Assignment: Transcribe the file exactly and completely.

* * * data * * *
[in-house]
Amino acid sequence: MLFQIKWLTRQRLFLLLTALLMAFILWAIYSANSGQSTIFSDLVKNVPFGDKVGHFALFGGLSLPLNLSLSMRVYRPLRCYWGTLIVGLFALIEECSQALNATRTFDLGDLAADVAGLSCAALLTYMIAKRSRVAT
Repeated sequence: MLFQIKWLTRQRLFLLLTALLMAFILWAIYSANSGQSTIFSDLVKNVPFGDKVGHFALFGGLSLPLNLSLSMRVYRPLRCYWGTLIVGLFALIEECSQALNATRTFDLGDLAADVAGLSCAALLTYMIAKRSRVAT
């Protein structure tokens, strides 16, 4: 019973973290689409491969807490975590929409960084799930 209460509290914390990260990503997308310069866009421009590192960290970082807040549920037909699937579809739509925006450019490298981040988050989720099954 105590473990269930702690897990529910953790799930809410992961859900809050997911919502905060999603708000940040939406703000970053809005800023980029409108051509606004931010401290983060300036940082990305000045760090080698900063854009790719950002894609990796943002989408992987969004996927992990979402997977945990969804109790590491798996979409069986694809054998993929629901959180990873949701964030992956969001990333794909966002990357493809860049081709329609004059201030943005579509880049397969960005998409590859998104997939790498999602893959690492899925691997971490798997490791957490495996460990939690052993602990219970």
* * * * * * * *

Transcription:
[in-house]
Amino acid sequence: MLFQIKWLTRQRLFLLLTALLMAFILWAIYSANSGQSTIFSDLVKNVPFGDKVGHFALFGGLSLPLNLSLSMRVYRPLRCYWGTLIVGLFALIEECSQALNATRTFDLGDLAADVAGLSCAALLTYMIAKRSRVAT
Repeated sequence: MLFQIKWLTRQRLFLLLTALLMAFILWAIYSANSGQSTIFSDLVKNVPFGDKVGHFALFGGLSLPLNLSLSMRVYRPLRCYWGTLIVGLFALIEECSQALNATRTFDLGDLAADVAGLSCAALLTYMIAKRSRVAT
């Protein structure tokens, strides 16, 4: 019973973290689409491969807490975590929409960084799930 209460509290914390990260990503997308310069866009421009590192960290970082807040549920037909699937579809739509925006450019490298981040988050989720099954 105590473990269930702690897990529910953790799930809410992961859900809050997911919502905060999603708000940040939406703000970053809005800023980029409108051509606004931010401290983060300036940082990305000045760090080698900063854009790719950002894609990796943002989408992987969004996927992990979402997977945990969804109790590491798996979409069986694809054998993929629901959180990873949701964030992956969001990333794909966002990357493809860049081709329609004059201030943005579509880049397969960005998409590859998104997939790498999602893959690492899925691997971490798997490791957490495996460990939690052993602990219970």